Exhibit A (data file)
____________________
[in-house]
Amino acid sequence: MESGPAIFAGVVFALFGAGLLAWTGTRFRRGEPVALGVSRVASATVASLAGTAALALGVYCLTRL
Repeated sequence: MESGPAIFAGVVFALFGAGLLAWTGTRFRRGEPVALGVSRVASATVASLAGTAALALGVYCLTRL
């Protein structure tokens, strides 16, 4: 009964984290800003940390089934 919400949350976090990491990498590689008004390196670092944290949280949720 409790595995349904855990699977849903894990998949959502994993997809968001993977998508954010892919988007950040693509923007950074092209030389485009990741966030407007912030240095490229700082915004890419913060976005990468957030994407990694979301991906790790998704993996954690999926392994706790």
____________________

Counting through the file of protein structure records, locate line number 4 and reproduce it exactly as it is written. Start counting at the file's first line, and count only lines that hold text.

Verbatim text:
């Protein structure tokens, strides 16, 4: 009964984290800003940390089934 919400949350976090990491990498590689008004390196670092944290949280949720 409790595995349904855990699977849903894990998949959502994993997809968001993977998508954010892919988007950040693509923007950074092209030389485009990741966030407007912030240095490229700082915004890419913060976005990468957030994407990694979301991906790790998704993996954690999926392994706790």